Murder At St Marmaduke’s #31c

As ever, to read the first 30 chapters, please click here.

And to read the first two sections of Chapter 31, see posts #31a and #31b somewhere below this one.

Now read on…

Chapter 31

Wednesday 13th November 1985: 08.30 – 10.00

Section (c)

Terrence Dawson was staring at his bedroom ceiling, deep in thought.

Not having much by way of a social life, he had had a lot of time to think; and not having anything by way of a working life at the moment, he had had so much time to think as to have got to the point where thinking was a futile exercise, since no thoughts he was having now had not been thought before.

The reason he was staring at his bedroom ceiling was that, having had so many thoughts, he’d transcribed everything he’d been thinking onto the ceiling, and was now wondering what on earth he could do with it all.

And at the moment, he was mainly thinking that if he didn’t get out and do something constructive soon, he’d go so far round the bend that he’d probably bump into himself coming back.

The results of all this thinking winked back at him like celestial orbs from a night-time sky; albeit a white rather than a black one, since a black bedroom ceiling would probably be a sign of something very disturbing in his psyche.

The points that he’d made were numbered thus:

One — Joseph Makumbo, as the sarge had said, was as likely to have committed either the murders or the robbery as he, T Dawson, was to bump into Kim Basinger on a visit to the local chippy, nice as such an encounter would have been;

Two — the vicar’s insistence that his missing candles were a damned sight more important than murdered woman Number Three, Mabel Whatever-her-name-was, was so highly suspicious as to instantly rule him out of any consideration for either crime. What was that phrase the sarge had used — ‘Nutty as a monkey’s breakfast’? Surely anybody that mixed up in their priorities couldn’t be anything but a harmless loony?

(A note appended to this point on his ceiling hadn’t ceased to bother him since he’d written it: ‘Why “Number Three”, in capitals? Surely it should be “murdered woman number one”, all lower case?’);

Three — the vicar’s remark that old-age pensioners were regularly done to death in these meetings they held, plus the fact that so many bodies had been hauled out of the crypt in (admittedly circumstantial) evidence of that, must have some sort of bearing? And had, so far as he, Terrence, could tell, been criminally overlooked during the investigation so far;

Four — the Chaffords, again like the sarge said, were probably the ones responsible for the robbery. Though — again, as the sarge said — probably not the murders;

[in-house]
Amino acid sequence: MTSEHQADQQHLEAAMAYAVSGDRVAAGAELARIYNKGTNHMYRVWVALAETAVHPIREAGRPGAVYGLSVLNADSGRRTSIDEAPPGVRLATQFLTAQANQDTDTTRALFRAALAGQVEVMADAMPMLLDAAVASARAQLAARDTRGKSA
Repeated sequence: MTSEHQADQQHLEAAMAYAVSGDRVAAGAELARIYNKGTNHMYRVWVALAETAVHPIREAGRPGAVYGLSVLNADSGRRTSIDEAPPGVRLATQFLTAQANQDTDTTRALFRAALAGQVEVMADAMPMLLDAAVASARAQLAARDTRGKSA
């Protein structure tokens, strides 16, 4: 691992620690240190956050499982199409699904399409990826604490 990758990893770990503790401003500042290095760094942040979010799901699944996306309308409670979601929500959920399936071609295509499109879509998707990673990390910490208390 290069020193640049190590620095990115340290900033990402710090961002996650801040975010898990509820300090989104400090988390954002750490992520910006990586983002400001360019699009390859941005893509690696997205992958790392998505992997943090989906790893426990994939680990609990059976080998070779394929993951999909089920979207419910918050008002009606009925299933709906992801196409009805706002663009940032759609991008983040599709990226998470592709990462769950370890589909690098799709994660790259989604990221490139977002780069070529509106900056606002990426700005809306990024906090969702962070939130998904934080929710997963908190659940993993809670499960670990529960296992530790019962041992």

Five — he seemed to be, rather disturbingly, getting into the same mindset as Ernie Bulstrode these days, which was a major cause for concern, if not commitment to the nearest psychiatric unit straight away or sooner;

Six — regarding the Harriet Foster murder, there were a damned sight too many suspects for that one, including the ninja unknown who’d done such a number on the front door it could have been used for kindling, assuming anyone in the universe still had the sort of fireplace that required such an ancient method of keeping warm;

And Seven — the only person around the case who seemed to have the slightest shred of sanity about them was the vicar’s wife; which brought him all the way back in a neat circle to Point Number One and his imagined encounter at the local chippy.

Additionally, of course, the subject of Point Number Seven had been first on the scene at the Foster residence. That was Point Number Eight, which, having filled up the ceiling immediately above his single bed, he’d been forced to scribe onto the wall instead, with a neatly-drawn arrow pointing down to it; together with two appended sentences, one wondering if Mrs Vicar could possibly have been the ninja unknown, and the other telling himself not to be so flipping daft, how could somebody like that do something like that to a front door unless she was the Incredible Hulk’s second cousin once removed, who’d just happened to have a fit of paddy at precisely the right moment?

So that was that. Eight points, and not an idea of how to do anything about any of them.

If only he hadn’t been suspended. If only he was still a working copper, allowed to investigate things, albeit in the minuscule gaps between supplying Ernie Bulstrode with tea and caramel wafers.

If only those if onlys were true, he’d get along to the vicarage and ask Mrs Vicar — Rawlings, wasn’t it? — what she knew about the night of the Foster woman’s death.

‘If only you could do that as a private citizen, nothing to do with the police, that might well be a useful thing to do,’ a voice beside him said.

‘That’s right,’ he replied. ‘If only I could —’

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